“As per the analysis of the aspects of both positive and negative environmental impacts of the project’s development, we, the experts, found no significant negative impacts that could pose adverse effects to the extent that the proposed project should not be implemented,” the report states.

The experts who conducted the study said the local community has overwhelming support for the project, and they are very well informed, having conducted three public meetings and several stakeholder engagements with stakeholders. Through the development, experts also said there is a high expectation of employment for the youths and improvement in the household incomes, infrastructure and general delivery of social services.

 “The proponent of the proposed project shall be committed to putting in place several measures to mitigate the negative environmental, safety, health and social impacts associated with the life cycle of the project,” the report reads.


The investors said the location was chosen due to the potential of the area as a world-class tourism destination and the reduction in land acquisition needs. Moreover, the proponents say there are no detrimental environmental factors that were reported, adding that all the required studies as pertaining to the proposed development have been conducted and approvals necessary acquired. Among the studies done, they say, are the ESIA scoping report, geotechnical and topography survey of the site, aeronautical studies, traffic impact analysis and marine studies. Others are hydrogeological survey for the two boreholes on site, which is subject to a different EIA study, change of user permit and approval of project architectural and structural drawings.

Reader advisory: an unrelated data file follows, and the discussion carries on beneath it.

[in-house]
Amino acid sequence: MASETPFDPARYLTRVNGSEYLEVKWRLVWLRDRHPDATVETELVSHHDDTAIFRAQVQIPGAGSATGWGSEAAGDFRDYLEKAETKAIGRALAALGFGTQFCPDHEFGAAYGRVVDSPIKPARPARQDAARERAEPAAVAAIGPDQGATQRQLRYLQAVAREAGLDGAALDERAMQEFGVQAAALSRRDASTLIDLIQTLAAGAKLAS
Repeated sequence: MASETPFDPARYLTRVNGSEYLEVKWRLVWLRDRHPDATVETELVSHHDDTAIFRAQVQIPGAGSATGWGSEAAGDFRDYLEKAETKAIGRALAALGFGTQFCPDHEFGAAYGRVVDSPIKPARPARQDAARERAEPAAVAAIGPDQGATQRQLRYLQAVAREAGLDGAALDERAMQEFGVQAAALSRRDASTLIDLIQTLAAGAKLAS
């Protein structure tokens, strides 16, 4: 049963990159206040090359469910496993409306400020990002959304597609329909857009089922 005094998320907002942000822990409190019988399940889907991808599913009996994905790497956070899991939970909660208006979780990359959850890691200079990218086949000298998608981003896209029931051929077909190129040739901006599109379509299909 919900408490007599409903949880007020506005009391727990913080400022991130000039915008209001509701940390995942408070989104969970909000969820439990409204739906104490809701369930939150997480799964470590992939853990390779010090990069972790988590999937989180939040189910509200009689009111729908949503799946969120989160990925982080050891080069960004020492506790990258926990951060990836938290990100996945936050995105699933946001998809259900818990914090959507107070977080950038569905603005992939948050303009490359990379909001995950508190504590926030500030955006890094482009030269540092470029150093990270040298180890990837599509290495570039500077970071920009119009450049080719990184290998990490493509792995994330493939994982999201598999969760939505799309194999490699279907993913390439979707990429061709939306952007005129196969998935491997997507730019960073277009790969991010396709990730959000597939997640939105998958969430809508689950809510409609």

The experts who conducted the ESIA report want the authorities to approve the project, saying the investors will ensure implementation of the proposed mitigation measures and compliance with ESMP during construction, commissioning and operational phases of the high-rise resort.

The investors say their aim is to promote social and economic development in the Coastal region and improve the living standards of residents along the project area and the East African region by promoting local and international tourism activity.

The Palm Exotica project shall also advertise Watamu all over the world as a world-class tourism destination locally and globally. As investors eye a landmark and residents weigh the pros and cons, it remains to be seen what Nema’s verdict will be.

Credit: Source link